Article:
The infinitives in our Collect (expectare… pervenire… celebrare) give it a grand sound and alo sum up what we are doing in Advent. L&S informs us that conspicio means, “to look at attentively, to get sight of, to descry, perceive, observe.” Alacer is, “lively, brisk, quick, eager, active; glad, happy, cheerful” and it is put in an unlikely combination with laetitia, “joy, especially unrestrained joyfulness”. At the same time we also have votis sollemnibus. Votum signifies first of all, “a solemn promise made to some deity” (we have all made baptismal vows!) and also “wish, desire, longing, prayer”. There is a powerful sentiment of longing in this prayer, God’s as well as ours. Don’t fall into the trap of thinking that expecto is from ex– + pecto (pecto, “to comb”). You won’t find exspecto “look forward to”, in your L&S, but the etymological dictionary of Latin by Ernout and Meillet says it is from ex– + *specio, spexi, spectum or ex– + spicio. Therefore, it is a cousin of conspicio: God “watches” over us and we “look” back at… er um… forward to Him. This word play is quite clever, really.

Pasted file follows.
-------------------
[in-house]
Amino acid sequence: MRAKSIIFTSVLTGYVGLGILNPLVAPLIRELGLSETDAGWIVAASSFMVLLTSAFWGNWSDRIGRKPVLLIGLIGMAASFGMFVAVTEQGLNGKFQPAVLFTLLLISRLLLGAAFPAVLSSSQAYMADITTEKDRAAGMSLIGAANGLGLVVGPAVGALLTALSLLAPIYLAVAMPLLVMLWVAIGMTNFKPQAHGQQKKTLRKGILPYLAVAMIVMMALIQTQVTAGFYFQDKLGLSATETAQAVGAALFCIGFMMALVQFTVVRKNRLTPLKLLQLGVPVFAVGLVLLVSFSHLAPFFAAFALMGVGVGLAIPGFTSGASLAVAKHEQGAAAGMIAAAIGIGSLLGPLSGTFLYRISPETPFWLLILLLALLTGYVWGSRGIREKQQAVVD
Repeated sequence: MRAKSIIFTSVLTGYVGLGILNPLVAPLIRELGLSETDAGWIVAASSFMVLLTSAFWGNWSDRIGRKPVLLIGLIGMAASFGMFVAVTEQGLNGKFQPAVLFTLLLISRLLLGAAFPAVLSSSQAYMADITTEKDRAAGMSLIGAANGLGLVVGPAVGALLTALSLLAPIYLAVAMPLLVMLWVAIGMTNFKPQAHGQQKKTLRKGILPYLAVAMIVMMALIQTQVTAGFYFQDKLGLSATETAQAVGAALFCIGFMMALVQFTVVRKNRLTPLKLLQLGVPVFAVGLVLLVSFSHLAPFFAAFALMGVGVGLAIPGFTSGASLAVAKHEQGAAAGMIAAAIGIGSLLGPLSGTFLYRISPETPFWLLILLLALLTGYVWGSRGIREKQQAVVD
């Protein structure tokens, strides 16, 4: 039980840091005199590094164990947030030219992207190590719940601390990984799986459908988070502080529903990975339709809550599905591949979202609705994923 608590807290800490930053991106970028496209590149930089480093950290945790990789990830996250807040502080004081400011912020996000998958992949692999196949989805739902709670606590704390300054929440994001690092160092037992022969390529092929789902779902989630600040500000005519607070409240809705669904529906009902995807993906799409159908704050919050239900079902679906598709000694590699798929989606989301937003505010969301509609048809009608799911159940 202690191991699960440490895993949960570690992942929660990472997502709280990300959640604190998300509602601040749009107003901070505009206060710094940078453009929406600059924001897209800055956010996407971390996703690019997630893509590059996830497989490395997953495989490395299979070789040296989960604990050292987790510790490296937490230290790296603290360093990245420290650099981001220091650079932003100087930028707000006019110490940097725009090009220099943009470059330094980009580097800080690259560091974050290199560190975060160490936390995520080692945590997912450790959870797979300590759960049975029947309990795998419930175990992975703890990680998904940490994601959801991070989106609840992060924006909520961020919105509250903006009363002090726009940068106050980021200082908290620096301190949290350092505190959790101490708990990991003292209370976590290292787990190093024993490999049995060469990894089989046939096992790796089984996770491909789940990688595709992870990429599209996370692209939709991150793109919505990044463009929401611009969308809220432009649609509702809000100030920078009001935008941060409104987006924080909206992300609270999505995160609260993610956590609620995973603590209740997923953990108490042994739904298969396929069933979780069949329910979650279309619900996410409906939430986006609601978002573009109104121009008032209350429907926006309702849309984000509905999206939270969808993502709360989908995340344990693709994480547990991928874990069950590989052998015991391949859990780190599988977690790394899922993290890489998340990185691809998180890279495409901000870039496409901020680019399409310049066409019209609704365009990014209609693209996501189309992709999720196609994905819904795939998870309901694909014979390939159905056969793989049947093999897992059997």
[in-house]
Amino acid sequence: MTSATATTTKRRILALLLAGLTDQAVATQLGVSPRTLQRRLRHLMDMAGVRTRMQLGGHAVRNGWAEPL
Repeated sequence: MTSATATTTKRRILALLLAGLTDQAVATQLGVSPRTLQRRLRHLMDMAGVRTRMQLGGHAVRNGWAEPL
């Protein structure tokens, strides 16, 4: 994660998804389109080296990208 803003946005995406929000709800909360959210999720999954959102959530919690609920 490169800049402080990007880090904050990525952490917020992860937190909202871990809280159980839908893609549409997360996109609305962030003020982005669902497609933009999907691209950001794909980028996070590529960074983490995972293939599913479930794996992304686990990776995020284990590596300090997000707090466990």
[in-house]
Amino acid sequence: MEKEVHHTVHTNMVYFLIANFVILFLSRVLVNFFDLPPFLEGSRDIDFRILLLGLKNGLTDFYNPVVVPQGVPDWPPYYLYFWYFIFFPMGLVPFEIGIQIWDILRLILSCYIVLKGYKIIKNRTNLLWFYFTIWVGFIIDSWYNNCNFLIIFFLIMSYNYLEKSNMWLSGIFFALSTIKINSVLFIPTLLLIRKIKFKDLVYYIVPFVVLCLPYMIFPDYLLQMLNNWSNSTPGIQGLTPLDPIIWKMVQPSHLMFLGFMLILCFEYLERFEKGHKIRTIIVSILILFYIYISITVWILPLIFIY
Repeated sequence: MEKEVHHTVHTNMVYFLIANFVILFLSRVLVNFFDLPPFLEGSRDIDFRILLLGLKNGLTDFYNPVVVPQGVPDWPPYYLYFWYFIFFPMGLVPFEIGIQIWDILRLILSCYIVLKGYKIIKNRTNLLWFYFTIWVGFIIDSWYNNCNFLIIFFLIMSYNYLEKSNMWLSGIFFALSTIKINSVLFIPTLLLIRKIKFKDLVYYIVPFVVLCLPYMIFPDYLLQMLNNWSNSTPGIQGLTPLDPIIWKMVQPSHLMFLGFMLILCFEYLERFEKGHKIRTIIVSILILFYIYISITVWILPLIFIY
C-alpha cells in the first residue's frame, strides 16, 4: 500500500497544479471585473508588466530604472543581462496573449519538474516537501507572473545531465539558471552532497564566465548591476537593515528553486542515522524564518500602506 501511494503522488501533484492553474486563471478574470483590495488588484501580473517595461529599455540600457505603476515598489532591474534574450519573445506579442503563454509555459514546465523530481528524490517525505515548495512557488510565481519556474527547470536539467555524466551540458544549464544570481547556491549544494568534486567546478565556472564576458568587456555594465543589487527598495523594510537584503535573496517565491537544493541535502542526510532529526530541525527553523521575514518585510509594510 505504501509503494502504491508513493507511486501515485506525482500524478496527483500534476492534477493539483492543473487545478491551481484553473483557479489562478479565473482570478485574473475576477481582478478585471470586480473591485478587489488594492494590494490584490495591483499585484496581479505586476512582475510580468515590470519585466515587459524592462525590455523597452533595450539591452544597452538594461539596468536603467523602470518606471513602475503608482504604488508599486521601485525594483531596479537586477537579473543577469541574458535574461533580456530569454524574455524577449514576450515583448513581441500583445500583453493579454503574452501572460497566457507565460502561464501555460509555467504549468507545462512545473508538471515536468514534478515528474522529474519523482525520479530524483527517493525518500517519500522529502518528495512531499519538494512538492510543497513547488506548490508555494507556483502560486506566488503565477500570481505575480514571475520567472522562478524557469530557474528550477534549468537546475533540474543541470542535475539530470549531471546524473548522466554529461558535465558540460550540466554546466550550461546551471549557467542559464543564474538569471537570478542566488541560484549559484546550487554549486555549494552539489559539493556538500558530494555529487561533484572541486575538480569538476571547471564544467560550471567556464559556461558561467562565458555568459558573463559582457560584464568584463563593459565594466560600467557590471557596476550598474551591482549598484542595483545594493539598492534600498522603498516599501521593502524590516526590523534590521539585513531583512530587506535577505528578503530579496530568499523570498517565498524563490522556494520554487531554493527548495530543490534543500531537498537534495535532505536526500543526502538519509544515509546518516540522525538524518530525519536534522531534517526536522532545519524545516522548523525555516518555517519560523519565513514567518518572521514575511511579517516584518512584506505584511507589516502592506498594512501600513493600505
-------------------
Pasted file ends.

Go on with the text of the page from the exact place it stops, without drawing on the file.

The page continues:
O God, who attentively does watch Your people
look forward faithfully to the feast of the Lord’s birth,
grant, we entreat,
that we may be able to attain the to joys of so great a salvation
and celebrate them with eager jubilation in solemn festive rites.
ICEL (1973 translation of the 1970MR): Lord God,
may we, your people,
who look forward to the birthday of Christ
experience the joy of salvation
and celebrate that feast with love and thanksgiving.
This offertory embodies a word pair describing the attitude of Advent: joyful penance… penitential joy. With the last two week’s of “rushing” in our prayers and doing good works, we have now the added image of eager and unrestrained joy, an almost childlike dash towards a long-desired thing. Have earthly fathers watched this scene all of a Christmas morning? Even so should we be in our eager joy to perform good works under the gaze of a Father who watches us, a Father with a plan. This lame duck ICEL version captures little of the impact of the Latin prayer, that is, God the Father is patiently watching his people as we go about the Advent business of doing penance and just works in joyful anticipation Christ’s coming. But perhaps you will be good enough to respond with an eager and joyfully penitential “Amen” when you hear it pronounced even as you long for a better translation in the future.